Now to shortwaves. A shortwave is an upper level front or a cool pocket aloft. Just as a surface front causes the air to rise, upper level fronts can do the same. First, let's start with a general description of a shortwave:

(1) It is smaller than a longwave trough (shortwave ranges from 1 degree to about 30 degrees in longitude (the average one is about the size of two U.S. states put together (Iowa and Missouri put together is a good example).

(2) Isotherms cross the height contours (if it is a baroclinic shortwave). This creates an upper level temperature gradient and therefore an upper level front.

(3) They are best examined on the 700 and 500 millibar charts.

(4) They generate positive vorticity (mainly due to counterclockwise curvature within the shortwave). This creates positive curvature and positive shear vorticity. If PVA occurs with the shortwave then the shortwave will deepen and strengthen due to lift created by upper level divergence.

(5) They can create an environment conducive to surface based convection or elevated convection due to the cooling aloft.

It is important to see how much moisture is associated with the shortwave. A shortwave moving over a warm and moist lower troposphere has a better chance of producing precipitation and strengthening than one moving over a dry lower troposphere. If the low level dewpoint depressions are low, the instability and lift associated with the shortwave can enhance cloudiness and precipitation. In summary, a pressure trough is associated with a low-level front while a shortwave is associated with an upper level front or a cool pocket aloft. Both are associated with rising air and can add instability to the atmosphere.

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# What is a Shortwave Trough?

Courtesy of Meteorologist Jeff Haby

A shortwave trough can be defined in several ways. The following are characteristics that most shortwave troughs possess:
(1) Shortwaves are smaller than longwave troughs
(2) Shortwaves have a counterclockwise kink to the height contours
(3) They are associated with an upper level front or a cold pool aloft
(4) Shortwaves generate positive curvature vorticity and some positive shear vorticity
(5) Shortwaves often represent baroclinicity in the troposphere (WAA and CAA)
(6) Shortwaves are imbedded within the longwave trough / ridge pattern
(7) Shortwaves are best located on the 700 and 500 mb chart / prog
(8) Rising motion occurs within the exit sector of a shortwave
(9) Their size and influence ranges from the mesoscale to the synoptic scale
(10) Shortwaves move faster than longwaves (usually more than twice as fast).

The following image shows one shortwave over Arizona and another over Iowa. The higher upward vertical velocities tend to be to the right (exit sector) of the shortwave axis due to this region having the best combination of WAA and PVA.

Courtesy of Arizona State University - Atmos 336

The atmosphere contains waves over a large range of sizes from the planetary-scale longwaves described above to minute sound waves that have no impact on weather. However, there are often smaller wiggles or waves that are superimposed on the longwave pattern that do have a significant impact on weather. These are called shortwaves(see figure below). There are shortwave troughs and shortwave ridges. These indicate smaller regions of warm/cold temperature contrasts and forced rising or sinking vertical air motions. Because they are much smaller than longwaves, shortwave troughs often have a much sharper curvature than longwaves and hence stronger divergence and forced rising motion. Thus, shortwaves can indicate the position of a strong weather system especially if it is sharply curved. Shortwaves typically flow through the longwave pattern following the longwave wind direction but at a slower speed. (As a rule of thumb, shortwaves move along at about one-half the speed of the 500 mb winds). Shortwaves tend to strengthen as they move into the region just downstream of a longwave trough and weaken as they move into the region just downstream of a longwave ridge.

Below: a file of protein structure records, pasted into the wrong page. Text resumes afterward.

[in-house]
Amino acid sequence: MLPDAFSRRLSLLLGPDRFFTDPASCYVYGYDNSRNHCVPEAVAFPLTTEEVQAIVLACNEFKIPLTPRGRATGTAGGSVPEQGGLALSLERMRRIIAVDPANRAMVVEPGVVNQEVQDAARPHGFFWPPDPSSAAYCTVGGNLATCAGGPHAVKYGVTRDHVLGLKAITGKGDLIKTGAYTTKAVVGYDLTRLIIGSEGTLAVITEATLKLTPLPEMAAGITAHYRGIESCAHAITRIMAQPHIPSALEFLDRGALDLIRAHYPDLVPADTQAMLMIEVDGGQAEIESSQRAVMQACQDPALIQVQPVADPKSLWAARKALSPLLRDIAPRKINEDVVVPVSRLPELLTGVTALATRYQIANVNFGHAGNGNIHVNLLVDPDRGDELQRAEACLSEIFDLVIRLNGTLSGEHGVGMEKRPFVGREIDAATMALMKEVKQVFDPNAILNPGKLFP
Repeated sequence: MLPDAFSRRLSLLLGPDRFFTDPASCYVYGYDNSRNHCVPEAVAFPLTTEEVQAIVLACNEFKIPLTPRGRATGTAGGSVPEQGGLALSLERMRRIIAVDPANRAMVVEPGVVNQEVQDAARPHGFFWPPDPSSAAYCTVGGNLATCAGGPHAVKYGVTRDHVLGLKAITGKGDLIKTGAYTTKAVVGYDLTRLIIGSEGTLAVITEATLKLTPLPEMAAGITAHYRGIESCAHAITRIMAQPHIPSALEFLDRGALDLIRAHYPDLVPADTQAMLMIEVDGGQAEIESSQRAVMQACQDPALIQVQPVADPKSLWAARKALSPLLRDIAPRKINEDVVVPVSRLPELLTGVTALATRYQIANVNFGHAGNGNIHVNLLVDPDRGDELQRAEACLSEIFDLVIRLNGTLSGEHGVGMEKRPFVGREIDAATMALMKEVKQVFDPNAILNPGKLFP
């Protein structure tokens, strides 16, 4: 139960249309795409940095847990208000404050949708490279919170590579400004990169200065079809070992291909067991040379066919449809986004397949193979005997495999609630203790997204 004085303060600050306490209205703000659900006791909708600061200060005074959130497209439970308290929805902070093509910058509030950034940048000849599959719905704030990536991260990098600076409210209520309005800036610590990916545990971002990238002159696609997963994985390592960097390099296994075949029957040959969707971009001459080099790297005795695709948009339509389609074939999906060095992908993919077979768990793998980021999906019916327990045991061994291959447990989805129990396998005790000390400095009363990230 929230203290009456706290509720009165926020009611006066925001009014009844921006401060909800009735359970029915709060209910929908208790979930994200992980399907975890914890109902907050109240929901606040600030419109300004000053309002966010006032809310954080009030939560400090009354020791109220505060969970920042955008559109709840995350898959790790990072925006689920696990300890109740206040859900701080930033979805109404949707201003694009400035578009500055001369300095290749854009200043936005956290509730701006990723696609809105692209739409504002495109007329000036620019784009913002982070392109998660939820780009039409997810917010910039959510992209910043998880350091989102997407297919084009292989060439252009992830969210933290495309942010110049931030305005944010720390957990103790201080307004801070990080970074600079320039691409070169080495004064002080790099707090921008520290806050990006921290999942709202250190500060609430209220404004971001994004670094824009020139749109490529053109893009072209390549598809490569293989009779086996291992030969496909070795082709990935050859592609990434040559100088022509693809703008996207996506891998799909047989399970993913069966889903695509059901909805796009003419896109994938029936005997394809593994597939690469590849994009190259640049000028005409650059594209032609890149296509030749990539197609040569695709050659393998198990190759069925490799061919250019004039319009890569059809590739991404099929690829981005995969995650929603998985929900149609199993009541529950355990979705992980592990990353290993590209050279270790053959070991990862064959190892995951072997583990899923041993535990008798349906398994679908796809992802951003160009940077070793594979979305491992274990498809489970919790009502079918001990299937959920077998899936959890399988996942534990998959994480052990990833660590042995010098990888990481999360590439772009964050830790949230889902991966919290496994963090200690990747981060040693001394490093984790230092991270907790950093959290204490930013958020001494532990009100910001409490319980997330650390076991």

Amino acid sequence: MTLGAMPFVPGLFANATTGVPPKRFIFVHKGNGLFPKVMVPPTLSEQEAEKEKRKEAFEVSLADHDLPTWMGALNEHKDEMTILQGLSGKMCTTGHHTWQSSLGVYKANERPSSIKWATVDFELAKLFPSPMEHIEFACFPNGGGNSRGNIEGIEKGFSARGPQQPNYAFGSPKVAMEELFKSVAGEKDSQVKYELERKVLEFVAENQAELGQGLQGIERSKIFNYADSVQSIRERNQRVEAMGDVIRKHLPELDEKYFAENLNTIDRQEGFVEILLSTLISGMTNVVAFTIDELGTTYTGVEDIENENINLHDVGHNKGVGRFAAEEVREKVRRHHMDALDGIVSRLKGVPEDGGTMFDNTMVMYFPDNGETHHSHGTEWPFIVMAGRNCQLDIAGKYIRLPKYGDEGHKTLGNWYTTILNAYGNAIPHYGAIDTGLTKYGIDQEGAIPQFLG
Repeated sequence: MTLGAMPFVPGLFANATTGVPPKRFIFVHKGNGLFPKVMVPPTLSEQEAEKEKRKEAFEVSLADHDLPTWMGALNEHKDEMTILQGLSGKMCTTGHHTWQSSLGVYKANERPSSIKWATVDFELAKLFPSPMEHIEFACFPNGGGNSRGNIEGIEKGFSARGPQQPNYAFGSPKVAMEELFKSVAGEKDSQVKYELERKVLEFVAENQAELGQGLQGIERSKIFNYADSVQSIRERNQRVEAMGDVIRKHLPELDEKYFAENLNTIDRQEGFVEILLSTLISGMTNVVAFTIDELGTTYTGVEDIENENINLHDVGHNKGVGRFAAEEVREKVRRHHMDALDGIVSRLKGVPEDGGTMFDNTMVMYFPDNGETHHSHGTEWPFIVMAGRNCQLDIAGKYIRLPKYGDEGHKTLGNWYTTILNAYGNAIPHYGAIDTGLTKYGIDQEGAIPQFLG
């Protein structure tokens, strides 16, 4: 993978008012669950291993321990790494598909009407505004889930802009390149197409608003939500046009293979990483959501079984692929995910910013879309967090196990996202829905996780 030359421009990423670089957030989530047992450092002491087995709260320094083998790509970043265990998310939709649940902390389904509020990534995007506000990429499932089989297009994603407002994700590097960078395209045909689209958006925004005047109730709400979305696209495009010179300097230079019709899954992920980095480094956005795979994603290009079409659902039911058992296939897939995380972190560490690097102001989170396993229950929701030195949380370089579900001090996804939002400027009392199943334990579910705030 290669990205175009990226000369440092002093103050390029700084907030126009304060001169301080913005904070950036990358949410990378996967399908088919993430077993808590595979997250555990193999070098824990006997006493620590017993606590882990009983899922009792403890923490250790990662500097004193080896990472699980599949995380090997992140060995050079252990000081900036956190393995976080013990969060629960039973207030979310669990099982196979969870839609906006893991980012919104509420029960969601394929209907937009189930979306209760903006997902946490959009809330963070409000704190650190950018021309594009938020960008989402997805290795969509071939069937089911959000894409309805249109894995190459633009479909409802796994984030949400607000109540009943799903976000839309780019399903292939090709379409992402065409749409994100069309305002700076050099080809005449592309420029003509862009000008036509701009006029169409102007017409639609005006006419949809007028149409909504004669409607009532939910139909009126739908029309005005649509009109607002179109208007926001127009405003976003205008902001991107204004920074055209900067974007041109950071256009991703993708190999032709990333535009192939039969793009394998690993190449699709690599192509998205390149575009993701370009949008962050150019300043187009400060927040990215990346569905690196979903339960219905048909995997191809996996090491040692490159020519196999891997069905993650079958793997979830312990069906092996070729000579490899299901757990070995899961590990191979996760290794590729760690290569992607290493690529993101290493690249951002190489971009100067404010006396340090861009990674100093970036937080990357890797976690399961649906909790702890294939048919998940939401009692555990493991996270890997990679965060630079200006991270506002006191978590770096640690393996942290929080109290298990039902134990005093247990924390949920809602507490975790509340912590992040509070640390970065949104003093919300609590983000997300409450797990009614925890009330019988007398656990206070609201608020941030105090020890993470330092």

If you compare 500 mb maps with where precipitation is falling, you will see that it generally is not raining (or snowing) everywhere downwind of troughs. Often the precipitation gets concentrated near a shortwave trough, then moves along with the shortwave. You may also notice small areas of precipitation just downwind of longwave ridges (where you didn't expect to see it). This again can be associated with a shortwave trough. Weather forecasters sometimes refer to shortwave troughs as "pieces of energy" or "little disturbances in the flow". This terminology arises from the fact that shortwave troughs force small areas of horizontal divergence and forced rising motion and often bring periods of precipitation. It is common for a region downwind of a longwave trough to have occasional periods of precipitation as shortwaves ripple though the longwave pattern, rather than continuous precipitation.

Shortwaves come in a wide range of sizes and shapes. If a shortwave is large enough, you can easily locate it on a 500 mb height map by looking for wiggles (wavelike features) in the height pattern that are smaller than the longwaves. Here is a 500 mb height anomaly map with a marked shortwave. On that map the shortwave over the center of the United States is between a longwave ridge to the west and a longwave trough to the east. Some shortwaves are so small that they are difficult to see on 500 mb height maps, though their influence can be seen when they cause small areas of clouds or rain.